This leaves critics of the Bush administration with a "besides" problem. Bush is a heartless and callous conservative, "besides" the 1.4 million men, women and children who are alive because of treatment received through his AIDS initiative . . . "besides" the unquestioned gains of African American and Hispanic students in math and reading . . . "besides" 32 million seniors getting help to afford prescription drugs, including 10 million low-income seniors who get their medicine pretty much free. Iraq may have overshadowed these achievements; it does not eliminate them.
The Bush administration, in my view, should have devoted more resources and creativity to its faith-based initiatives. It should not have vetoed the State Children's Health Insurance Program expansion. The president's budget and economic teams have not been populated with enthusiastic compassionate conservatives, and sometimes this has shown. But by any fair historical measure, Bush's achievements on social justice at least equal those of Bill Clinton, who increased the earned-income tax credit, pushed for children's health coverage and reformed welfare to encourage work.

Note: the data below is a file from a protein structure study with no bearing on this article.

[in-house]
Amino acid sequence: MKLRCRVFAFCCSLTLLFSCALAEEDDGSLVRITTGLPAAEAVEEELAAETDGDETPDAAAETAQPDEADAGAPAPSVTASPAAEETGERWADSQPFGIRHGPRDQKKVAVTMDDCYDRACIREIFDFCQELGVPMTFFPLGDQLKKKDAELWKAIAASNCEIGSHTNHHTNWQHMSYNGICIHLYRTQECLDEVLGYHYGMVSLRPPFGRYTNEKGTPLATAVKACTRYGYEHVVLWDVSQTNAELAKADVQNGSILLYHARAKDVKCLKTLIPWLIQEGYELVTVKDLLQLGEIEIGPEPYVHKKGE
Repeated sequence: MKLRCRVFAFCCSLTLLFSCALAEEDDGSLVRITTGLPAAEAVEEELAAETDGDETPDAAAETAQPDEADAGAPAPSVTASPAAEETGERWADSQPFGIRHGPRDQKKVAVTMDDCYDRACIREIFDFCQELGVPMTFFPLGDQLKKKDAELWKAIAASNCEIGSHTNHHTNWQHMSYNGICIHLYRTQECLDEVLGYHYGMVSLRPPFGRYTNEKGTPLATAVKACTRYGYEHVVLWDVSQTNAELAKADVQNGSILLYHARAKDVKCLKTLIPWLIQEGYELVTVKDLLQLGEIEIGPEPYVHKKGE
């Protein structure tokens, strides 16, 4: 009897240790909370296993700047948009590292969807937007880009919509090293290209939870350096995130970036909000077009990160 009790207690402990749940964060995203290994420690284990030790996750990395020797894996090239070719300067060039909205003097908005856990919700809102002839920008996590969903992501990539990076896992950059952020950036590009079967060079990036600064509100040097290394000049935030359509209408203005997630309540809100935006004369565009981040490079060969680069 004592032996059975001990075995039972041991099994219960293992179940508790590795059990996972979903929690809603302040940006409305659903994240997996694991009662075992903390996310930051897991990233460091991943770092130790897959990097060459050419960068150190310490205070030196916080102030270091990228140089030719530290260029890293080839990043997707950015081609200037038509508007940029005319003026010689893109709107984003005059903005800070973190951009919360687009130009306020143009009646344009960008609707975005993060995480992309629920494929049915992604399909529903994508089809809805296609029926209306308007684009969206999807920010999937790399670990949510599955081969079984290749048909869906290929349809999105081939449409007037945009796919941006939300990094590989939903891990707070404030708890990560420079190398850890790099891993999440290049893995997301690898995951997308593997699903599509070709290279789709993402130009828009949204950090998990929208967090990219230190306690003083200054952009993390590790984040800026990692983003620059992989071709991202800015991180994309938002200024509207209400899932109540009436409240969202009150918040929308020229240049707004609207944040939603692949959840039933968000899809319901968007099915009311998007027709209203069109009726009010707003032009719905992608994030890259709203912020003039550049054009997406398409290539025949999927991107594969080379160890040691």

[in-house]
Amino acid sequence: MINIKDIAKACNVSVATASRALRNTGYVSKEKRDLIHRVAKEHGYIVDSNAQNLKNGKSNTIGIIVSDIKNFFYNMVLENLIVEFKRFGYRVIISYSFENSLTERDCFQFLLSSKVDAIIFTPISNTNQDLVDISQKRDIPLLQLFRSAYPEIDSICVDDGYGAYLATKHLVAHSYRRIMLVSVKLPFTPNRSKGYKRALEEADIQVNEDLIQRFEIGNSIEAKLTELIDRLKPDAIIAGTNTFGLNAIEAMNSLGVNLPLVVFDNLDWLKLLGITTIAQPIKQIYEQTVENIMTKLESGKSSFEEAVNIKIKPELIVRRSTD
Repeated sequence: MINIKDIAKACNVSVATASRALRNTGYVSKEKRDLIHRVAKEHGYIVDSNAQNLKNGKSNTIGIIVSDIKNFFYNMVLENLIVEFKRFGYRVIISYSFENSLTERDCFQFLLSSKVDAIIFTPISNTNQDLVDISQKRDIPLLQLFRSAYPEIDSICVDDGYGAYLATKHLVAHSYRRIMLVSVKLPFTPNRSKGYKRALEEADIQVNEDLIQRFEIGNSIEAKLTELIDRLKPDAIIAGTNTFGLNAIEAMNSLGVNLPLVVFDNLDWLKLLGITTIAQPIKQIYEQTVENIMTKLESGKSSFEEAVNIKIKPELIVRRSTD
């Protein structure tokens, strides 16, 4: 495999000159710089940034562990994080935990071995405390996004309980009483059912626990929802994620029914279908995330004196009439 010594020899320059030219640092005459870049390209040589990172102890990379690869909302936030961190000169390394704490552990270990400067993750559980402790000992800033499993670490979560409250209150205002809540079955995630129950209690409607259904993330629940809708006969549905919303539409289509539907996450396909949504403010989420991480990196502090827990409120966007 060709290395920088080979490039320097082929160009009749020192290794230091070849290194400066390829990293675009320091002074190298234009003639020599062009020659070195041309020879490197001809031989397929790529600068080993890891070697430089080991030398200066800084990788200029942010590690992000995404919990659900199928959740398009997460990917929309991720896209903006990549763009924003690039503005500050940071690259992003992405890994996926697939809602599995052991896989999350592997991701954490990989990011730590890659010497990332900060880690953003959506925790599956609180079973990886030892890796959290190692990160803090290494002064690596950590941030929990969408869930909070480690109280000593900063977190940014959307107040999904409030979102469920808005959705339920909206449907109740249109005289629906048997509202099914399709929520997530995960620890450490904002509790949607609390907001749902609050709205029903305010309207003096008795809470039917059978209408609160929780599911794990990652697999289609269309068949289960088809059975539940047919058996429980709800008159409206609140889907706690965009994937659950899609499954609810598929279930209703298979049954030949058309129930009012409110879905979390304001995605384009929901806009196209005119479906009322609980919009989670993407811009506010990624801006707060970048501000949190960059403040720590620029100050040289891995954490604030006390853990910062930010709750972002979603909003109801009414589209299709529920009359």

Bush has received little attention or thanks for his compassionate reforms. This is less a reflection on him than on the political challenge of compassionate conservatism. The conservative movement gives the president no credit because it views all these priorities -- foreign assistance, a federal role in education, the expansion of an entitlement -- as heresies, worthy of the stake. Liberals and Democrats offer no praise because a desire to help dying Africans, minority students and low-income seniors does not fit the image of Bush's cruelty that they wish to cultivate.
Compassionate conservatism is thus a cause without a constituency -- except for the large-hearted man I first met in 1999 and who, on Monday night, proposed to double global AIDS spending once again.
But it was only a hint of his former boldness. On policy, this State of the Union was the least ambitious effort of an ambitious presidency. Given the short calendar and a hostile Congress, there was no other option. The time for boldness has passed. But in his speech he seemed his same, confident self. And one source of his confidence should be this: His achievements are larger than his critics understand.
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